Author: Spielman LJ1, Gibson DL2, Klegeris A2
1Department of Biology, Alexander College, Vancouver, BC, Canada. Electronic address: firstname.lastname@example.org.
2Department of Biology, University of British Columbia Okanagan Campus, Kelowna, Canada.
Conference/Journal: Neurochem Int.
Date published: 2018 Aug 13
Other: Pages: S0197-0186(18)30198-0 , Special Notes: doi: 10.1016/j.neuint.2018.08.005. [Epub ahead of print] , Word Count: 316
The number of bacterial cells living within the human body is approximately equal to, or greater than, the total number of human cells. This dynamic population of microorganisms, termed the human microbiota, resides mainly within the gastrointestinal tract. It is widely accepted that highly diverse and stable microbiota promote overall human health. Colonization of the gut with maladaptive and pathogenic microbiota, a state also known as dysbiosis, is associated with a variety of peripheral diseases ranging from type 2 diabetes mellitus to cardiovascular and inflammatory bowel disease. More recently, microbial dysbiosis has been associated with a number of brain pathologies, including autism spectrum disorder, Alzheimer's disease (AD), Parkinson's disease (PD), and amyotrophic lateral sclerosis (ALS), suggesting a direct or indirect communication between intestinal bacteria and the central nervous system (CNS). In this review, we illustrate two pathways implicated in the crosstalk between gut microbiota and CNS involving 1) the vagus nerve and 2) transmission of signaling molecules through the circulatory system and across the blood-brain barrier (BBB). We summarize the available evidence of the specific changes in the intestinal microbiota, as well as microorganism-induced modifications to intestinal and BBB permeability, which have been linked to several neurodegenerative disorders including ALS, AD, and PD. Even though each of these diseases arises from unique pathogenetic mechanisms, all are characterized, at least in part, by chronic neuroinflammation. We provide an interpretation for the substantial evidence that healthy intestinal microbiota have the ability to positively regulate the neuroimmune responses in the CNS. Even though the evidence is mainly associative, it has been suggested that bacterial dysbiosis could contribute to an adverse neuroinflammatory state leading to increased risk of neurodegenerative diseases. Thus, developing strategies for regulating and maintaining healthy intestinal microbiota could be a valid approach for lowering individual risk and prevalence of neurodegenerative diseases.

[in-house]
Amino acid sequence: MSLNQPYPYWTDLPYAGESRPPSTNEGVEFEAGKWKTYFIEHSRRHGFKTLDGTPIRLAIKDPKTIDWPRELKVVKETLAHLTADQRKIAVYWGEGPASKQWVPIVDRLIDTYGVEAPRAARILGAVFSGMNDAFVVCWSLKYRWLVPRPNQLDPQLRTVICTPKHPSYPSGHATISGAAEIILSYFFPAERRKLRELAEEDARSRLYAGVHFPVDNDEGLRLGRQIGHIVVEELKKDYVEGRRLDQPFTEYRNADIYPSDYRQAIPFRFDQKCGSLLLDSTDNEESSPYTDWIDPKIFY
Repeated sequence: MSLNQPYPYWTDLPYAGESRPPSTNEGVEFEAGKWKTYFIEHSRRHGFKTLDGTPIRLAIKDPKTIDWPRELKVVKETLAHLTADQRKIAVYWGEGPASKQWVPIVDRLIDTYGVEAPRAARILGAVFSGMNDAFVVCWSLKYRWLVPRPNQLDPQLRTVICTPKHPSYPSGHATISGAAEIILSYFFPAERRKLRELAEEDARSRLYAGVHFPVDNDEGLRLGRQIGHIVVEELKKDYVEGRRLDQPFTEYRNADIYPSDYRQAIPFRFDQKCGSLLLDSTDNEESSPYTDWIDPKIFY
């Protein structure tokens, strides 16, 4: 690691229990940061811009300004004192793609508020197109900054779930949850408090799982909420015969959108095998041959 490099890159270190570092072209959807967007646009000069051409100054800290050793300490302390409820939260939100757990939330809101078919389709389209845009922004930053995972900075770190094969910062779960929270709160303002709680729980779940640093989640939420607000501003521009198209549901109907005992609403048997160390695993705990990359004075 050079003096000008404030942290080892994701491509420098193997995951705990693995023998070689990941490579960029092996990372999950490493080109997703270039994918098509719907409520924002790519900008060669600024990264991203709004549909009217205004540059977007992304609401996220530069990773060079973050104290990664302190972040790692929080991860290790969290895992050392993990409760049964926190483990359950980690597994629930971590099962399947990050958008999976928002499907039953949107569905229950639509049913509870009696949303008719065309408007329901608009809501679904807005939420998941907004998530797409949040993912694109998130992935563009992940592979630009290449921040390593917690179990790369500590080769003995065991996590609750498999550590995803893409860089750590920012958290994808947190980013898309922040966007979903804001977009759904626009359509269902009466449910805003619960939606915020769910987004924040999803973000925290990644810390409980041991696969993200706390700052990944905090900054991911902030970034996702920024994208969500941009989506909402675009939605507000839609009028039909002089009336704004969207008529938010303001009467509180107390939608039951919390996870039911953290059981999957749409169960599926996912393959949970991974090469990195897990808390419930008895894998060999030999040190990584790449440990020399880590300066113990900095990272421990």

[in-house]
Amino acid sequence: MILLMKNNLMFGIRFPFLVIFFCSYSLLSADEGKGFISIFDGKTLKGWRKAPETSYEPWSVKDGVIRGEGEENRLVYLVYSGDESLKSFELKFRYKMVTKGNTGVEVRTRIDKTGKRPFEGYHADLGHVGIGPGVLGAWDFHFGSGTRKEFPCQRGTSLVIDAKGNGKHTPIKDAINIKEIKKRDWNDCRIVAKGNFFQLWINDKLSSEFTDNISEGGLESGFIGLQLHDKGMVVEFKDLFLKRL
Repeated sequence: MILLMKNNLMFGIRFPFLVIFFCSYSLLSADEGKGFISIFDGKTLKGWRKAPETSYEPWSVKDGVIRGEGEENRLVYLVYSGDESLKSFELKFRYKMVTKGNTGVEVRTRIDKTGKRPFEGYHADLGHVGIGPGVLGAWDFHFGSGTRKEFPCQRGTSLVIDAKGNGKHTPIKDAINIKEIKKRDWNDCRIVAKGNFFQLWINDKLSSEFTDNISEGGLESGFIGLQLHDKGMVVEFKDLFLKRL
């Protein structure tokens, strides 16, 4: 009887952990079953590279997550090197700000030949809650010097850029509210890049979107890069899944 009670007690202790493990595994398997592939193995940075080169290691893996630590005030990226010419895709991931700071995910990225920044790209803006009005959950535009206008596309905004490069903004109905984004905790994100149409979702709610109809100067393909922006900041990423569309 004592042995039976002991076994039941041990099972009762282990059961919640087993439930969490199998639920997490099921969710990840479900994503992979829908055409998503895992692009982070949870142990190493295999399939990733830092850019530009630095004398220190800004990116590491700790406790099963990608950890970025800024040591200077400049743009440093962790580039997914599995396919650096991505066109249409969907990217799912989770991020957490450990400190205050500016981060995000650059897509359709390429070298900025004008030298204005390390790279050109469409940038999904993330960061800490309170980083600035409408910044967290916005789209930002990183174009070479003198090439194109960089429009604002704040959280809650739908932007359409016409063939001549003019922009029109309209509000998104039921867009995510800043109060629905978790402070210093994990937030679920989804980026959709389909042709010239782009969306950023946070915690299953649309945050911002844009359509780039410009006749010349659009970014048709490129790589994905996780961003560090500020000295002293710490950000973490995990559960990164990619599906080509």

KEYWORDS: Alzheimer's disease; Amyotrophic lateral sclerosis; Bacteria; Parkinson's disease; Short chain fatty acids; Vagus nerve
PMID: 30114473 DOI: 10.1016/j.neuint.2018.08.005